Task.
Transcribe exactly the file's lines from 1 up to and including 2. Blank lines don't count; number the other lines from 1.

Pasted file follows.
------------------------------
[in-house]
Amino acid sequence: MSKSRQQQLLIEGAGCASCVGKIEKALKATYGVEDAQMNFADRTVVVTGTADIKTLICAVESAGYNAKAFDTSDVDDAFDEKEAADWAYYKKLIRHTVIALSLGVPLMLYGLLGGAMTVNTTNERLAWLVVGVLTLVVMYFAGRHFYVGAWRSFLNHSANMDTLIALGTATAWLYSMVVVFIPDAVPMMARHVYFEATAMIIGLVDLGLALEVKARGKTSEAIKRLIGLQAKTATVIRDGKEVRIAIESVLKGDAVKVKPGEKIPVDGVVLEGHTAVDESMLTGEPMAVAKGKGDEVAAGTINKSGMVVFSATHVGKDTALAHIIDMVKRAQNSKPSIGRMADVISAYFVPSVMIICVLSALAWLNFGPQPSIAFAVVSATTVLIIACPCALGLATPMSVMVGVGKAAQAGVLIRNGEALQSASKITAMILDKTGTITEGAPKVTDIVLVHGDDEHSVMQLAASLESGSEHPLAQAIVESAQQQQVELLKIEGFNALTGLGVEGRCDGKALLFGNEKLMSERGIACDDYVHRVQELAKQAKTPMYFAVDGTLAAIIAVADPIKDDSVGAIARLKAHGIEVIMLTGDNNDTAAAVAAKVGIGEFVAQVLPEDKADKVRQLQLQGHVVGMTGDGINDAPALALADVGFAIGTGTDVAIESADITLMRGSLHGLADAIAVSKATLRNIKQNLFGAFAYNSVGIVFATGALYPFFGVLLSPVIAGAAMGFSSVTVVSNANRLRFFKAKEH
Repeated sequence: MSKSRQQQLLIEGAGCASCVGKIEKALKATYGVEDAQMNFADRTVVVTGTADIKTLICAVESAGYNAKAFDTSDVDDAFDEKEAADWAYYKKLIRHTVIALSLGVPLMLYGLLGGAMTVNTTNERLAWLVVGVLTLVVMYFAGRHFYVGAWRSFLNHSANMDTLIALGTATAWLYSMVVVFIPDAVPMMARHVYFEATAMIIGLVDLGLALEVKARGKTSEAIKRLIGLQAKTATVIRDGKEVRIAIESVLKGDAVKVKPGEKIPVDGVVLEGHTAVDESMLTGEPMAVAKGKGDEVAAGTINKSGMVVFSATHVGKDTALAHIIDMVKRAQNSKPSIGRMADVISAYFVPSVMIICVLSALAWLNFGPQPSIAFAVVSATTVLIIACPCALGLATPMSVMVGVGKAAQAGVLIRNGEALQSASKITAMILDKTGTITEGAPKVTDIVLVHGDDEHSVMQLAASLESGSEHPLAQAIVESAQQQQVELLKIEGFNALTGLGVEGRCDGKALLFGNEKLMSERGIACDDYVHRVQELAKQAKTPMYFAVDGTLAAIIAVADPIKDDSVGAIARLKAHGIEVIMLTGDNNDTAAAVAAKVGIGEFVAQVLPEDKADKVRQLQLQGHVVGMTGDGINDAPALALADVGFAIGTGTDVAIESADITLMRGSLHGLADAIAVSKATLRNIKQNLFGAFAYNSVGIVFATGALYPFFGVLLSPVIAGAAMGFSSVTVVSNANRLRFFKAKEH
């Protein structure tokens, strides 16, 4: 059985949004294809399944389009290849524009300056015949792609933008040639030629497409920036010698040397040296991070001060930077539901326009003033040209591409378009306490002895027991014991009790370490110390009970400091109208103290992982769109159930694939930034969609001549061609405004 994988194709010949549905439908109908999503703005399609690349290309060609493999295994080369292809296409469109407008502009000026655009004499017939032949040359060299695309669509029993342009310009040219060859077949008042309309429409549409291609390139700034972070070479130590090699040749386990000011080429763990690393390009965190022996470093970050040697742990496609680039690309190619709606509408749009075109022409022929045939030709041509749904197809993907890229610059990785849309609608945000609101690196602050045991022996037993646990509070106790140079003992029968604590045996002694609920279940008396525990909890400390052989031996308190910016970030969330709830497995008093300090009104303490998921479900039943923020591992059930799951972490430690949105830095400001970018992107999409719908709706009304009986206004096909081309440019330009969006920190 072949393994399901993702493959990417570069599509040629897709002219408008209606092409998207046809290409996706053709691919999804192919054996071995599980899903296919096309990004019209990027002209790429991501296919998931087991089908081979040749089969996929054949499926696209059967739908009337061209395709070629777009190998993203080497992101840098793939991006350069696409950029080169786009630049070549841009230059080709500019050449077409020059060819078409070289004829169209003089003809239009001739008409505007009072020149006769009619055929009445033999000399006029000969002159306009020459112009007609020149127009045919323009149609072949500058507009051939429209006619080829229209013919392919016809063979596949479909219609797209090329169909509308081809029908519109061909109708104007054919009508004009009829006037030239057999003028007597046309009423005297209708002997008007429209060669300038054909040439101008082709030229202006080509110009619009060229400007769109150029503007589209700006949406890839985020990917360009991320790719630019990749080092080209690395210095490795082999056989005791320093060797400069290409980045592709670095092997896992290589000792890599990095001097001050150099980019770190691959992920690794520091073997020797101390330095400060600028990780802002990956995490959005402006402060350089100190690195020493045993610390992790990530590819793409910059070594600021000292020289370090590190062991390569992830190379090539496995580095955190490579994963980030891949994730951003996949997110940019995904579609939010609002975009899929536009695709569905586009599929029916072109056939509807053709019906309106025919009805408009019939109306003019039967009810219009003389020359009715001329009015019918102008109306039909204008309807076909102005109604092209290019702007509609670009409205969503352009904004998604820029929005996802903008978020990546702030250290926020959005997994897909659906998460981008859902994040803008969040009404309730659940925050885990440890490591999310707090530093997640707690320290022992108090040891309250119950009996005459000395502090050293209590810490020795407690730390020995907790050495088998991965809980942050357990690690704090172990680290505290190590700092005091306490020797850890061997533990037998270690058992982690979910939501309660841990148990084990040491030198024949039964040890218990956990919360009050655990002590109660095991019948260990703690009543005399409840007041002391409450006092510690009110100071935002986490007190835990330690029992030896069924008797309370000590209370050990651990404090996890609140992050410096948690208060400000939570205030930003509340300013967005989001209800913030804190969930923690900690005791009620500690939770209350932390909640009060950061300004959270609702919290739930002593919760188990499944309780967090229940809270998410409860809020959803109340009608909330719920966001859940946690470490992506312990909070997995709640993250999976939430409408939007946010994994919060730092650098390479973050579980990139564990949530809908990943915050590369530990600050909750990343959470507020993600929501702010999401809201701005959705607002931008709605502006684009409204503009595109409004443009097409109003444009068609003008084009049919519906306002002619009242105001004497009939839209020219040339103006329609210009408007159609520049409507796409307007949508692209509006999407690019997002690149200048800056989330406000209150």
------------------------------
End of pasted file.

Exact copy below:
[in-house]
Amino acid sequence: MSKSRQQQLLIEGAGCASCVGKIEKALKATYGVEDAQMNFADRTVVVTGTADIKTLICAVESAGYNAKAFDTSDVDDAFDEKEAADWAYYKKLIRHTVIALSLGVPLMLYGLLGGAMTVNTTNERLAWLVVGVLTLVVMYFAGRHFYVGAWRSFLNHSANMDTLIALGTATAWLYSMVVVFIPDAVPMMARHVYFEATAMIIGLVDLGLALEVKARGKTSEAIKRLIGLQAKTATVIRDGKEVRIAIESVLKGDAVKVKPGEKIPVDGVVLEGHTAVDESMLTGEPMAVAKGKGDEVAAGTINKSGMVVFSATHVGKDTALAHIIDMVKRAQNSKPSIGRMADVISAYFVPSVMIICVLSALAWLNFGPQPSIAFAVVSATTVLIIACPCALGLATPMSVMVGVGKAAQAGVLIRNGEALQSASKITAMILDKTGTITEGAPKVTDIVLVHGDDEHSVMQLAASLESGSEHPLAQAIVESAQQQQVELLKIEGFNALTGLGVEGRCDGKALLFGNEKLMSERGIACDDYVHRVQELAKQAKTPMYFAVDGTLAAIIAVADPIKDDSVGAIARLKAHGIEVIMLTGDNNDTAAAVAAKVGIGEFVAQVLPEDKADKVRQLQLQGHVVGMTGDGINDAPALALADVGFAIGTGTDVAIESADITLMRGSLHGLADAIAVSKATLRNIKQNLFGAFAYNSVGIVFATGALYPFFGVLLSPVIAGAAMGFSSVTVVSNANRLRFFKAKEH